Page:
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Grab a cup of coffee and join me on Monday January 28th at noon eastern for free tele-class. This 30 minute content rich course will feel like self care but you will also see results.

The best way to ensure a successful 2019 is to create a vision for the year and then set goals, create a plan, and take action!!! I will show you a simple way to create change in each area of your life. Download my free quiz on where you are at and then we will create a plan on how to get to where you want to be. I can’t wait to “see” you on this live call.

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Once you create an overall vision of how you want your summer to look and feel, you need to “work the plan” or the days will all begin to run together and next thing you know, you’ll look up and it will be September already. I mean, how often have you heard the question, “Where did the summer go?”

Avoid this feeling by planning out each week the same way you do during the productive parts of the year. Even if you’re scheduling downtime, it’s good to sit down and map out a plan before military life starts to feel too chaotic. At the beginning of each new week, I sit down on Sunday nights, look at the days ahead, and think about what I will do for exercise, for work, and for family time. While these activities are tweaked during the summer compared to how they look during the school year, I need to map them out just the same. If I don’t, I find myself running around after the kids and getting cranky about not fitting in my workout, writing time, or a date night and starting to feel like I’m drowning in laundry quicksand.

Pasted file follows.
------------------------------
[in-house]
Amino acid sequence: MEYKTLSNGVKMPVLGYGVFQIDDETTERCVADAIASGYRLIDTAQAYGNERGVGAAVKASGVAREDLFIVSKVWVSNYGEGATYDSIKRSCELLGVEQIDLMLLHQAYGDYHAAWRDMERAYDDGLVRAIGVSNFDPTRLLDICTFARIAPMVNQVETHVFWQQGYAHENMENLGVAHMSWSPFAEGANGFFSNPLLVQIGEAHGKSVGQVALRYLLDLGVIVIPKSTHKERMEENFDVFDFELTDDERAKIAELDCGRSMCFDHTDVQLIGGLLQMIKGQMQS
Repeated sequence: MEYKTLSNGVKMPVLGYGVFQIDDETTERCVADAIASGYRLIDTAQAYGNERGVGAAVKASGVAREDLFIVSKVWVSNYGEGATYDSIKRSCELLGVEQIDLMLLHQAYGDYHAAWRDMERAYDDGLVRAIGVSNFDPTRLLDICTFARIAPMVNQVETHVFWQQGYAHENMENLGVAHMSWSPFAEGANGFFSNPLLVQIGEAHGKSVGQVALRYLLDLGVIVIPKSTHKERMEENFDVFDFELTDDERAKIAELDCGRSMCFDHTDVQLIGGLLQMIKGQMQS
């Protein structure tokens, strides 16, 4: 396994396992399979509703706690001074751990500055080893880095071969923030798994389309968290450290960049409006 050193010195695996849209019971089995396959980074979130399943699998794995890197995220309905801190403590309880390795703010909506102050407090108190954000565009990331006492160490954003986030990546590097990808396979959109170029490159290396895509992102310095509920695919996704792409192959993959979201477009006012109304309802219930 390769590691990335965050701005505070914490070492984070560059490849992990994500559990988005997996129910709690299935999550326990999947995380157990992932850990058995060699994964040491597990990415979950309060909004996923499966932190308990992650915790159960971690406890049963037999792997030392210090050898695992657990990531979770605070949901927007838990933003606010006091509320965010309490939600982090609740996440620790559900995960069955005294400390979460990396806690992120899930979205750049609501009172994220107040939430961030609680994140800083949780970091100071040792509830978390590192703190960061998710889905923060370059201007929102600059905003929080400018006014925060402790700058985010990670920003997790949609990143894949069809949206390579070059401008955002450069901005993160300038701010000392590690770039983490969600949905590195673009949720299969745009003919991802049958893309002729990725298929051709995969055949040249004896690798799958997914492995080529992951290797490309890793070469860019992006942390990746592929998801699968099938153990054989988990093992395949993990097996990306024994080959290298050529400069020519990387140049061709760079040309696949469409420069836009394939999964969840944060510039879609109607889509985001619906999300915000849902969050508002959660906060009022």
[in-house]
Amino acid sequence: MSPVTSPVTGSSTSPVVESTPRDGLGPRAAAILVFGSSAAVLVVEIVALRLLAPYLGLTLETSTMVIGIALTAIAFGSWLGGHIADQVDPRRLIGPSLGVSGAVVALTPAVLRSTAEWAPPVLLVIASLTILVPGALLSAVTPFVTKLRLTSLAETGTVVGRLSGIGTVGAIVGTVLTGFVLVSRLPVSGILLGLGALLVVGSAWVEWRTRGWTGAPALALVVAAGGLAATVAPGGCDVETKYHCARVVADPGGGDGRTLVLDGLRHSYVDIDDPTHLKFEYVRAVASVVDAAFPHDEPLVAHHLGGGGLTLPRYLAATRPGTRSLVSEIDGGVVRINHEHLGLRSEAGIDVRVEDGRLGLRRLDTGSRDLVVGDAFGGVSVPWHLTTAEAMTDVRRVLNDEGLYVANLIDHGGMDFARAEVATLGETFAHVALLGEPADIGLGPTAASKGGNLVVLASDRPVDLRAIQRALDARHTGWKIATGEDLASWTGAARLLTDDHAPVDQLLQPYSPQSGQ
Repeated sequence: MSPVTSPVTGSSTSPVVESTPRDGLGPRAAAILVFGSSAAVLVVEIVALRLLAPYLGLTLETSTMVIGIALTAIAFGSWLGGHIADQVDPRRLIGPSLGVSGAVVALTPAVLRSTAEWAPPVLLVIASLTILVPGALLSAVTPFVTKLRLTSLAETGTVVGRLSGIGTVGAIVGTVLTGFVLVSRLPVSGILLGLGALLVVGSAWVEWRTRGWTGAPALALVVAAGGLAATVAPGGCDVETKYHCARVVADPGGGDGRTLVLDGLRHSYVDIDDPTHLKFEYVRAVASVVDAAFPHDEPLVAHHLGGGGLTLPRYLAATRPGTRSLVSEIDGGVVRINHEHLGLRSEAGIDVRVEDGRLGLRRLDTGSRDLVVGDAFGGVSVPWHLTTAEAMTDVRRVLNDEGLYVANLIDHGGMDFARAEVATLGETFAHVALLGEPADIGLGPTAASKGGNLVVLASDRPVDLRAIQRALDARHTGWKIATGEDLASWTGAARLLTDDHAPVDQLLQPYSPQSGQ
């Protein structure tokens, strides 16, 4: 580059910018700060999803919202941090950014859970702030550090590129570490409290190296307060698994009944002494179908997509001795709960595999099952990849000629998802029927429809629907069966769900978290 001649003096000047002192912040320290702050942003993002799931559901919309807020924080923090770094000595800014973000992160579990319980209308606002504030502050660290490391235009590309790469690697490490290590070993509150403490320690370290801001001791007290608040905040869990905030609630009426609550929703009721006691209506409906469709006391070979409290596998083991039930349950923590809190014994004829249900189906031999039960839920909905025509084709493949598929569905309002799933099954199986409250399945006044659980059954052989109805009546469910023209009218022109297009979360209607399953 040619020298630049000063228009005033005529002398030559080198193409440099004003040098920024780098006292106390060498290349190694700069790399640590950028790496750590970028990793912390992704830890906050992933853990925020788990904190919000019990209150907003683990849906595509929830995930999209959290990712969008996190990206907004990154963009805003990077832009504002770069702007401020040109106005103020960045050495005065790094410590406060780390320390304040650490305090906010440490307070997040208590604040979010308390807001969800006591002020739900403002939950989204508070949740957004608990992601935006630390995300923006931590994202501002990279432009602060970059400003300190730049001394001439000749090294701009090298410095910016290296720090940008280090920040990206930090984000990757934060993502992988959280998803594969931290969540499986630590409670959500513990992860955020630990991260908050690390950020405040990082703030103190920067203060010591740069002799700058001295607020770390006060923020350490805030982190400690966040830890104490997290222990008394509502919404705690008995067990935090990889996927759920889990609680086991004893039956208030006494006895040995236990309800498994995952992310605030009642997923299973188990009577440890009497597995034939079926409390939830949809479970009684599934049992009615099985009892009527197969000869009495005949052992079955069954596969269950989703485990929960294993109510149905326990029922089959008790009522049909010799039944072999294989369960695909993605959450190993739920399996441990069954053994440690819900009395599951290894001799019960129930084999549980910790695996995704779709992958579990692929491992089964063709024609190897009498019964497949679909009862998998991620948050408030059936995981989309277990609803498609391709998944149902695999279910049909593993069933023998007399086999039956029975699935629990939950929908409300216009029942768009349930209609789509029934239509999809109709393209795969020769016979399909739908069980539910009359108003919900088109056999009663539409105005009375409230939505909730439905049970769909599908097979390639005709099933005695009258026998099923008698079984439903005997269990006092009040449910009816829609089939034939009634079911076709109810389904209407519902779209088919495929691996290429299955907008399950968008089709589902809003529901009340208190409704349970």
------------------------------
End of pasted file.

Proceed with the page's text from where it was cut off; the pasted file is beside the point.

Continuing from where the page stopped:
When mapping out your weekly plan for the intense summer months, use whatever works for you—whether it’s a schedule on your smartphone, a wall calendar, or a paper planner like mine. The bottom line is that if you don’t plan things out, the summer will take control of you instead of you taking control of the summer.

Planning things out ahead of time makes it much easier to enjoy the “days off” purposefully. While scheduling leisure time may seem counter-intuitive, it’s essential to make sure that fun actually makes it into the plan. Follow my additional tips below to help make this summer one to remember.

Military Kids Need Tech-Free Time

Effective summer planning means planning activities and planning for downtime, tech-free time, and me time. All kids are going to benefit from downtime, but military families on the go with so much change and ongoing stress really need that time to process their emotions and unwind and connect with mom (and dad when he’s home) and their siblings and community. This is also important for adults. I saw a seminar on screen time given by a professional psychologist and when a parent asked how to get their teenager to stop going off to their room and texting for hours, the presenter said, “Put your own phone in a basket in the kitchen at 7pm and stop in their room for a goodnight chat and I bet in a week or two you’ll see a big difference in their behavior.” This was an eye-opening tip for all of us, and a lesson in practicing what you preach—how many of us are glued to our phones 24/7?